Cyber Security Finds a Way to Stop Voice Hacking

There appears to be no rest for the world of cyber security. Hackers are vigilant and in order to keep the personal and private information of the public safe, cyber security experts must be as well. A popular target for hackers are smartphones and other mobile devices. As people rely more and more on this form of technology for everyday task, the more likely they become a victim of security threats. The companies who create these devices constantly update them to prevent such events. However, hackers are crafty. For example, their newest method to hack your phone involves using cutting-edge voice hacking.

Mimicking You Through Voice Hacking

While still in its infancy, sending commands to your smartphone or mobile device via voice controls is on the rise. Digital assistants like Siri, Cortana, Alexa, and others are becoming an essential part of the user experience. Even Apple has dedicated their time to updating Siri with a better intelligence.

What’s troublesome is that hackers can record audio samples while you are engaging with these digital assistants. They are able to mimic your voice, convincing other that they are you. This malicious technology allows hackers access to personal accounts and security mechanisms.

In an interview with Forbes, Yuval Ben-Itzhak, chief technology officer at AVG, warns against using speech recognition apps, recommending that users disable them right away. “At the moment, leaving biometric technology as it is today is like leaving a computer without a password and just allowing anyone to walk by, click and take an action,” says Ben-Itzhak.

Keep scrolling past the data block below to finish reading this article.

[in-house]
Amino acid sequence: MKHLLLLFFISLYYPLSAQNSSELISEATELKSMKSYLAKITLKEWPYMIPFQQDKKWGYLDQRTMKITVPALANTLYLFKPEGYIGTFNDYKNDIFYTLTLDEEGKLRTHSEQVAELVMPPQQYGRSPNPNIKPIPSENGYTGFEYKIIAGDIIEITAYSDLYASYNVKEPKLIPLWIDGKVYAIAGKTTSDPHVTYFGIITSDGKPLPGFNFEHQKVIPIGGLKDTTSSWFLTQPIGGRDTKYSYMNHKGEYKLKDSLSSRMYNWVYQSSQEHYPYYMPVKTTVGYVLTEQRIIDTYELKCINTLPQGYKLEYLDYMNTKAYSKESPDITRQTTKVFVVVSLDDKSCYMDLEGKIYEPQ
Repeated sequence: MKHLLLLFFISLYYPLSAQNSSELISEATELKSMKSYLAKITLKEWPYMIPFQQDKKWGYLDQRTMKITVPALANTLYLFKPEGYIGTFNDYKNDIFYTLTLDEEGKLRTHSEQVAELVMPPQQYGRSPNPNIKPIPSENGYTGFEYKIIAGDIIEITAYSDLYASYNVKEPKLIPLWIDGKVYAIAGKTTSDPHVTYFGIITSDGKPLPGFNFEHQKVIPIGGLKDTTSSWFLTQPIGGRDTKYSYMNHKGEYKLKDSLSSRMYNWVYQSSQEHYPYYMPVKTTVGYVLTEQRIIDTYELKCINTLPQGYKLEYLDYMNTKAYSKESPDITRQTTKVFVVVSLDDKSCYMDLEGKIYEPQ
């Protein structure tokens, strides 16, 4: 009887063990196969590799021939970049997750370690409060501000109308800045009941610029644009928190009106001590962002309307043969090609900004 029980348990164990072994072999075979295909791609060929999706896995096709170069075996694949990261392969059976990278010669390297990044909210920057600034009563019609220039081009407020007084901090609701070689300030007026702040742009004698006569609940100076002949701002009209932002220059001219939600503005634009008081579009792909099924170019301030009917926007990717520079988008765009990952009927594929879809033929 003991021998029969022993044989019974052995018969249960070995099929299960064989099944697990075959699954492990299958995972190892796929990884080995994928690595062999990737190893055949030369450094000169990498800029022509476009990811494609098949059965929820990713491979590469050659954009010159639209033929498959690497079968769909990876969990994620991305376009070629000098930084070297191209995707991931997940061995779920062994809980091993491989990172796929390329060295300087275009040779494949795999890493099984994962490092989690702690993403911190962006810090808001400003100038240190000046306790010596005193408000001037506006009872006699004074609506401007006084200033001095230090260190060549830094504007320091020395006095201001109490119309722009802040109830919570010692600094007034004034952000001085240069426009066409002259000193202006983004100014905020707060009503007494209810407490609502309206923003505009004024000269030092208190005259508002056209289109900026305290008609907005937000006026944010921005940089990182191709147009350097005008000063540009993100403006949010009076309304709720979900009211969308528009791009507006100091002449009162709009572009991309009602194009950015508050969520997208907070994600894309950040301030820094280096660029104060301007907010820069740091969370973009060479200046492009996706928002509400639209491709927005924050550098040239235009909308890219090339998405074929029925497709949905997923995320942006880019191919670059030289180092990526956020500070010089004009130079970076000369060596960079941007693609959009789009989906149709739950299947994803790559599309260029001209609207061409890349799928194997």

Stopping Voice Hacking in Its Tracks

The researchers at the University at Buffalo have the same thoughts as Ben-Itzhak. That’s why they’ve developed a way to detect and prevent hackers from using obtaining your voice patterns. The engineers were able to create an app that stops voice hacking using a smartphone’s existing components.

“Technology is advancing so fast; we have to think of different ways. The strategy is using multiple lines of defense. We call that defense in depth,” says Kui Ren, Ph.D., director of the Ubiquitous Security and Privacy Research Laboratory (UbiSeC) at UB, and one of the study’s lead authors.

Ren and his team’s study focused on hackers replaying someone’s voice to access a device. Hackers will use speakers to perform such a task. The app uses the following tools:

The app also uses movement to detect the difference between a person and a replayed voice, the latter’s magnetic field changes when moved.

“We cannot decide if voice authentication will be pervasive in the future. It might be. We’re already seeing the increasing trend,” Ren said. “And if that is the case, we have to defend against voice replay attacks. Otherwise, voice authentication cannot be secure.”

This research is crucial to keeping digital users safe. Some technology already exists that prevent other forms of voice hacking from occurring. Hopefully, people will soon be able to add the University at Buffalo’s app to their phone’s security.